I received a slant of Saccharomyces eubayanus (CBS 12357) from Bret Baker via a brew club member who was at NHC this past year. To be sure that I was using a clean, pure culture, I streaked a YPD plate for isolation. I then took 3 colonies and inoculated a few milliliters of 1.040 wort with them. Once they grew out, I pitched them into 200 mL of 1.040 unhopped wort, and allowed them to ferment around 70 degrees. I then put them in the refrigerator for a couple weeks. (I meant to just have them chill for only a couple days to allow the yeast to settle, but life got in the way of brewing… again.)
To be sure I wasn’t picking a mutated colony for my master cell bank, I tasted all of the clones and counted the number of cells and determined their viability. Each clone had a similar cell count and viability. The final gravity of each was also within one or two points of each other. As far as taste, all three tasted slightly different. They did not differ drastically from each other, just some minor differences in esters. It was so minor that I imagine if I split each clone three ways, I would taste the same variations within the same clone.
Now that I have my clone, I wanted to see how it performed in a beer. There are a couple studies that compared the fermentation of S. eubayanus with the lager yeast S. pastorianus. These were academic studies performed in the lab, and they provide some good data, but I really wanted to know how S. eubayanus tastes. I did find one other reference to brewing a beer with S. eubayanus, but that’s it.
So I scaled up clone 1 for side-by-side comparison with WLP838 Southern German Lager yeast. I inoculated 3 L of 1.040 wort from a 5 mL culture of S. eubayanus. After stirring for a few days, the starter was finished, and the cell count was 140e6 cells/mL. That’s right around the average cell counts I see for most of my ale and lager strains.
I brewed a German pilsner and split it equally between the two strains – 2.75 gallons each. I pitched equal amounts of yeast into each 3 gallon fermentor, and fermented at 50F.
The WLP838 took off rather quickly, which I’ve seen before with this strain. The S. eubayanus lagged a day or two behind. By day 12, both beers were finished fermenting, and the yeast was mostly flocculated. I then moved them to room temperature for a couple days, tested for diacetyl (both were negative), and began lagering. After transferring the beers to secondary, I dropped the temperature 4F per day (2F in the morning, 2F in the evening), from 50F to 34F. Following 10 days at 34F, I primed each with 2.5 oz of dextrose and bottled. I kept other at room temperature for just over a week, then stored them at 34F to continue to lager.
Enough of the methods, here are the data. The starting gravity for each was 1.054. The final gravity for the WLP838 was 1.011, which translates to 80% attenuation and 5.7% ABV. S. eubayanus attenuated only 63% to 1.020 (4.5% ABV). This is constant with what has been reported in the literature, and is correlates to its inability to ferment maltotriose.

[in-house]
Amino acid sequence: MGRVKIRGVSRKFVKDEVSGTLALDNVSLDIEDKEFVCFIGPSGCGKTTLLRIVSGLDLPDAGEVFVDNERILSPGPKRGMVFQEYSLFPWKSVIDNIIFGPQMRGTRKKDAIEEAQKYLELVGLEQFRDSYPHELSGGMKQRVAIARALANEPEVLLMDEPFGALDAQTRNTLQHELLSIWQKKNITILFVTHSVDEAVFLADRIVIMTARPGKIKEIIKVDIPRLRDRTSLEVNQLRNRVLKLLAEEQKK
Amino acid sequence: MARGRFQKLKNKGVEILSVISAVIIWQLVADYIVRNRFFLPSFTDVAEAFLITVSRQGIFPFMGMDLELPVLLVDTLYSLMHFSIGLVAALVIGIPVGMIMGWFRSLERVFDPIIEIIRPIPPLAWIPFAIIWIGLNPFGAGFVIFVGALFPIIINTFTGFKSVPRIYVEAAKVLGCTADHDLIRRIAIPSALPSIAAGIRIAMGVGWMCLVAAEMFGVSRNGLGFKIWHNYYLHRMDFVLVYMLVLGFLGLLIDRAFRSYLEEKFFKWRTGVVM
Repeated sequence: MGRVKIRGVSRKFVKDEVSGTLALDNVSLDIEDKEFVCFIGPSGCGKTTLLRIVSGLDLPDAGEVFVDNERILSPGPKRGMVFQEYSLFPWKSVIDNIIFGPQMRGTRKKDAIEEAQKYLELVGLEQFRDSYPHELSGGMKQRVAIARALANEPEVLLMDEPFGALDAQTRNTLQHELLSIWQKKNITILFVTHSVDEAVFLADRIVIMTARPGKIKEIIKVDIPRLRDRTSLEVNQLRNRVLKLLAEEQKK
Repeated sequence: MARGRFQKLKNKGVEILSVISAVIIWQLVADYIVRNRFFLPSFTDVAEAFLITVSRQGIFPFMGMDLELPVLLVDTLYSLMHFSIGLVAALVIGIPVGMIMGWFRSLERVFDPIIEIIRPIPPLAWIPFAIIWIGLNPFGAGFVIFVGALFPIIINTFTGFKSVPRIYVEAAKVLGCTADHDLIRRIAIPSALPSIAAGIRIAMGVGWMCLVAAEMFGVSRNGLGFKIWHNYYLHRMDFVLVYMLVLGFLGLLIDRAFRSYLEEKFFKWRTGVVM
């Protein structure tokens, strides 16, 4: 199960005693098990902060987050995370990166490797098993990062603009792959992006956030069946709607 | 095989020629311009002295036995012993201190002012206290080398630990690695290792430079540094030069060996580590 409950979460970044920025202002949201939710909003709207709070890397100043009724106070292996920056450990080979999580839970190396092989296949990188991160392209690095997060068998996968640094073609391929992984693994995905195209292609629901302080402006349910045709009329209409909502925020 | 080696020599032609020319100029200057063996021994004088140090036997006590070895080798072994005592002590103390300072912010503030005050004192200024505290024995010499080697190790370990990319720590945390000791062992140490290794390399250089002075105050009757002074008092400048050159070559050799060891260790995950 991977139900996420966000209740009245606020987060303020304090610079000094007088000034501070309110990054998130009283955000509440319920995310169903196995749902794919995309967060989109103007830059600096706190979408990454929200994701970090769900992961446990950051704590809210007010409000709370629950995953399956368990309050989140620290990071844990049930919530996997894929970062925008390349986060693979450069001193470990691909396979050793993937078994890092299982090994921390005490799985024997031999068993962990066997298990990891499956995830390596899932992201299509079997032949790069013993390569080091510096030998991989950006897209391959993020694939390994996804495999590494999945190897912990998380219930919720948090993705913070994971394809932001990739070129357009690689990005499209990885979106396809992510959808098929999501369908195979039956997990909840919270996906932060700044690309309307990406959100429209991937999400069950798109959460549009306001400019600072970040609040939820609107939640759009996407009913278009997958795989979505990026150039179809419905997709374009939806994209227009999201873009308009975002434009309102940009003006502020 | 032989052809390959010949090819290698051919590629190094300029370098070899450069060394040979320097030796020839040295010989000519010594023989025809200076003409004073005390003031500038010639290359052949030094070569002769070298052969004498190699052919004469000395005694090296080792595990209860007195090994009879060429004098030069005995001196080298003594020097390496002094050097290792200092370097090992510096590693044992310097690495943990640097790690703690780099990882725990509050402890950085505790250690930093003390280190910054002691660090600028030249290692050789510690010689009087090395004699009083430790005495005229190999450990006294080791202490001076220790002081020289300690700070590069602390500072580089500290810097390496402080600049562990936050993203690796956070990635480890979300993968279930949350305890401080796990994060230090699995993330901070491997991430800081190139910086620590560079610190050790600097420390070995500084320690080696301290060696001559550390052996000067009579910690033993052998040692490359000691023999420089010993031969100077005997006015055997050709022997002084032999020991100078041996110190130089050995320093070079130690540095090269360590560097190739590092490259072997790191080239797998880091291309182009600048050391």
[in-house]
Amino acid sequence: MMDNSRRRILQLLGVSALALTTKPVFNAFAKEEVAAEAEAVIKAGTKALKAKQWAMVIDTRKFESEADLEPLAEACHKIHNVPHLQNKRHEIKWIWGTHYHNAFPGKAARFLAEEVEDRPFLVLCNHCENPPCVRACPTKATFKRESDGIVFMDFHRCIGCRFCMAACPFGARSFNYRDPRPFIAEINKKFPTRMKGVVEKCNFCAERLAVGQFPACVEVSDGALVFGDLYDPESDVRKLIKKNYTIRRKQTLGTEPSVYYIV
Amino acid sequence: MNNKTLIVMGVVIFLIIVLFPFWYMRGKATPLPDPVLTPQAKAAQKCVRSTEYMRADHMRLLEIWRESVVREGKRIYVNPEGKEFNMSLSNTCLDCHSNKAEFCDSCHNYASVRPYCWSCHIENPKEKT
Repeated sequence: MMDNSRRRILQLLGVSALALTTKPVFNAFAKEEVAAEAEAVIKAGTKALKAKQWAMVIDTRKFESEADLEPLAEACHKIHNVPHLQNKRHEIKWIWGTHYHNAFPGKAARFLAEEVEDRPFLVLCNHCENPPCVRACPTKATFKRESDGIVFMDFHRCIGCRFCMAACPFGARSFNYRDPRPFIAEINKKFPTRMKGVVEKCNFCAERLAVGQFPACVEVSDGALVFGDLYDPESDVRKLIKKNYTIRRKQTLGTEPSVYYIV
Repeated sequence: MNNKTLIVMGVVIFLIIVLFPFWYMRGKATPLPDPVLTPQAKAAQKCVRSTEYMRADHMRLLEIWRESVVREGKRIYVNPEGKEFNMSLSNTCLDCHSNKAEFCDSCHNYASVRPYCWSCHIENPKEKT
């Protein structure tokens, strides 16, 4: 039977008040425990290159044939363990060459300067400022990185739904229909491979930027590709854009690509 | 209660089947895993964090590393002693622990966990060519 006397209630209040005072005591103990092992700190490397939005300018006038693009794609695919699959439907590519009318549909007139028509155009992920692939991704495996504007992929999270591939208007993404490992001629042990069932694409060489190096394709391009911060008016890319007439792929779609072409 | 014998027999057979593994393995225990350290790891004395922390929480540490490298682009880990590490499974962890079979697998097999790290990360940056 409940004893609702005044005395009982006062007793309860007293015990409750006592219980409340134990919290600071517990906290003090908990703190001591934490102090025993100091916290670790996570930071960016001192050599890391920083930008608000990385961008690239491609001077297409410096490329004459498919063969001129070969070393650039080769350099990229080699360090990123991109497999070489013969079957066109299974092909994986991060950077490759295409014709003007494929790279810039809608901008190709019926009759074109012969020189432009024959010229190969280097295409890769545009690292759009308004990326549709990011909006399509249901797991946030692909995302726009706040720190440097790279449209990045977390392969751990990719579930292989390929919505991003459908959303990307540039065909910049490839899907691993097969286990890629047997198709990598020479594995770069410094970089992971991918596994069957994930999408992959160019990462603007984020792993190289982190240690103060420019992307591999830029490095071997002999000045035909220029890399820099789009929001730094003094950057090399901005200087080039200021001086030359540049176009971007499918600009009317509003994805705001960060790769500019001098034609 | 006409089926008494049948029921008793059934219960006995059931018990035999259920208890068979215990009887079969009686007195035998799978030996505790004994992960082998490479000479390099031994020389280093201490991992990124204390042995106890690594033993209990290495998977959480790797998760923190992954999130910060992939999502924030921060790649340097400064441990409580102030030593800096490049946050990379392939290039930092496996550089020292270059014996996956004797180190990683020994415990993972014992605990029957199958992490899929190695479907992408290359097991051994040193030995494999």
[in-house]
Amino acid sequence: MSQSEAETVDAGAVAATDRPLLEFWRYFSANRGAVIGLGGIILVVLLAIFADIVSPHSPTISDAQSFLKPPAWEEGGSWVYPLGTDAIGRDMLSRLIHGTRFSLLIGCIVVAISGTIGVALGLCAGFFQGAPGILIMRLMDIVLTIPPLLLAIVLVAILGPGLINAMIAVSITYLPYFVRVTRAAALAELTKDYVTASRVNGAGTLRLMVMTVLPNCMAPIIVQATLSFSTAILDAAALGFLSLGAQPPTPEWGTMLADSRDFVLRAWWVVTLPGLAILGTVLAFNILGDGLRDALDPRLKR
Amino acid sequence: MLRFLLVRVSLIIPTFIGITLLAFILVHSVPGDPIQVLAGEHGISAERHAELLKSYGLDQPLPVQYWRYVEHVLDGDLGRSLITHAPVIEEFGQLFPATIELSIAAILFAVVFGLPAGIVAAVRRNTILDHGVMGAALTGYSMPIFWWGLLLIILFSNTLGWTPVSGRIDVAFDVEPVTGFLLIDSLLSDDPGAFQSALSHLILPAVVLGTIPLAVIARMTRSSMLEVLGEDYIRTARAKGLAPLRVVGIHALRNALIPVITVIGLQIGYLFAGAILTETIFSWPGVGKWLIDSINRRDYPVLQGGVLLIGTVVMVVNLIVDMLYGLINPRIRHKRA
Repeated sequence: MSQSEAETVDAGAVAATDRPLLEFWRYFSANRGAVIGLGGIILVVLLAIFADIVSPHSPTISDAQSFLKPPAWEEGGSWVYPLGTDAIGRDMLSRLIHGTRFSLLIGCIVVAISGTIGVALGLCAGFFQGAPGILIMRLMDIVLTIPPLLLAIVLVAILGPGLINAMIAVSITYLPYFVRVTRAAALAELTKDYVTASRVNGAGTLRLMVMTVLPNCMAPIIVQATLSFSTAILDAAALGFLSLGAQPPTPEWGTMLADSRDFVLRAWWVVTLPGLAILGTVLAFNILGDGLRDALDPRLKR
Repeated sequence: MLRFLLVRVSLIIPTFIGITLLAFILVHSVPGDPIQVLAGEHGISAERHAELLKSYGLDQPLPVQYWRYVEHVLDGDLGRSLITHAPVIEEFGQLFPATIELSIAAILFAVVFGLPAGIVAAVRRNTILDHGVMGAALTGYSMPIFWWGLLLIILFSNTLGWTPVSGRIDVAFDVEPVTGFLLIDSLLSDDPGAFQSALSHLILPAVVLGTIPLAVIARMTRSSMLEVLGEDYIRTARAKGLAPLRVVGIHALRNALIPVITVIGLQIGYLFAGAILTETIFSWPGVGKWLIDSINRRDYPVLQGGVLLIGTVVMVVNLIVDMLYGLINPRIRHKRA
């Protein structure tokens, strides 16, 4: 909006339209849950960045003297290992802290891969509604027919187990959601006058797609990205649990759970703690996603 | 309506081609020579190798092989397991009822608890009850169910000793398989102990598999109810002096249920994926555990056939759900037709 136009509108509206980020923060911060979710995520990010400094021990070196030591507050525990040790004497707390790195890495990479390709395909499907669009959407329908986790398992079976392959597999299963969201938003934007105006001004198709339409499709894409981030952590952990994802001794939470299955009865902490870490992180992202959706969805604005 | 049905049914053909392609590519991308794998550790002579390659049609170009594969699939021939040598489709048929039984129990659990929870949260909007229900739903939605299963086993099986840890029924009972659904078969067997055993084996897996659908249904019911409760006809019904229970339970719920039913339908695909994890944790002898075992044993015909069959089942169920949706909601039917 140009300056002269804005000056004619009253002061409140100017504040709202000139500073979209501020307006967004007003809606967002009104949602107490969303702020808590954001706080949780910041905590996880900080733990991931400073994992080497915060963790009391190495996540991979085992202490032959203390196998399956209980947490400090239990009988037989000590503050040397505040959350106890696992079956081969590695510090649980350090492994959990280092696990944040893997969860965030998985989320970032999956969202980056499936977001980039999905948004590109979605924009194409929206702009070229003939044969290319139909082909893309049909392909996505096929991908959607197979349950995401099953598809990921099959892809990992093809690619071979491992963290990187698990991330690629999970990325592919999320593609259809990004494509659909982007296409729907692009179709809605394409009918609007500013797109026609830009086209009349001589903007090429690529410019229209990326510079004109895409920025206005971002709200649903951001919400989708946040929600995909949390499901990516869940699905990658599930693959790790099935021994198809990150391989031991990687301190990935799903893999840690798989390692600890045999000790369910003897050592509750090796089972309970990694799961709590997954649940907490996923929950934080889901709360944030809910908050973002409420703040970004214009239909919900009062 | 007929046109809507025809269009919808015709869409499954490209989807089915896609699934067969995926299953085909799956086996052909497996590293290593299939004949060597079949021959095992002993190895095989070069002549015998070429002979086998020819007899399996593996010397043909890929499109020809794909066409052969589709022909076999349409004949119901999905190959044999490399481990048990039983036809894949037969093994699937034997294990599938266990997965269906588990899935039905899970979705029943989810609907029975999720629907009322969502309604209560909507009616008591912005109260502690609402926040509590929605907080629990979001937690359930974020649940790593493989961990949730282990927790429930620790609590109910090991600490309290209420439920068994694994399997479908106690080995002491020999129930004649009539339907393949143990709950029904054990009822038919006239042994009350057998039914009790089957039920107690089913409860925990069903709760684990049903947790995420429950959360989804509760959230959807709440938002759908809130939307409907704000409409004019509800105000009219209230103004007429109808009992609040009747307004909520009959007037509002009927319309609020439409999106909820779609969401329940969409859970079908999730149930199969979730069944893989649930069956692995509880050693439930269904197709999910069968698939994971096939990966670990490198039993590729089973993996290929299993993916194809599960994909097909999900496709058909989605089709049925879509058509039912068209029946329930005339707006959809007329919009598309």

There was no difference in the appearance of the two beers. Both were brilliantly clear, and a Pale, straw yellow. The aroma for the WLP838 was typical of a German pils. The was some malty sweetness and a hint of hops, but overall very clean. S. eubayanus, on the other hand, had some notes of DMS, a very slight phenolic note, and perhaps acetaldehyde or an appley-ester aroma. Both beers were very similarly medium bodied, again surprising given the nine-point difference in the final gravity. The flavor of the WLP838 was typical of a German pils. It was very clean with a malty backbone, and a slight hint of hops. It was very balanced and easily drinkable. Despite the low attenuation, S. eubayanus did not taste sweet; WLP838 actually tasted a little sweeter. The S. eubayanus beer was very muddy. There was some DMS, slight apple-like esters (ethyl caprylate?), and a fair amount of hop bitterness. Overall it was not a balanced beer. It was reminiscent of a mass produced light lager or cream ale.
Although the beer was not as balanced as WLP838, it wasn’t not good, just not as good. With the right recipe, this strain may produce some excellent beer. It may be great for session beers. The low attenuation does not result in an overly sweet or heavy beer, and may provide the perfect balance for a light lager, a mild, or any other sessionable beer. It will be interesting to find out what influence different malts, temperatures, hops, fermentation times, etc. will have on the flavor and performance of S. eubayanus. Also, I lagered for a very short time, and I wonder what affect a longer time lagering will have. Will S. eubayanus clean up given more time?
There is a lot yet to learn about the brewing potential of S. eubayanus. I will do my best to post updates to my brewing with this new species.
Hi there! I am very interested in your brewing experience with S. Eubayanus. This yeast strain caught my attention when the news came out that it was discovered; I have long had a fascination with Patagonia from where it originated. I have lived there for a short period of time, traveled through there for probably a longer period of time, and will defintiely go back there. I am a homebrewer, and am interested in brewing a beer with this yeast strain. I am by no means a microbiologist and cannot grow up yeast cultures from slants, but am throwing this out there: is there any way for me to get a bottle from your S. eubayanus brews from you (bottle conditioned). I could grow up the dregs from there. Is there any way that I could get said bottle shipped to portland? I'll pay for shipping of course, and could throw some bottles of homebrew back your way, or something else, whatever works for you. Anyways, please email me at firstname.lastname@example.org . -Alvaro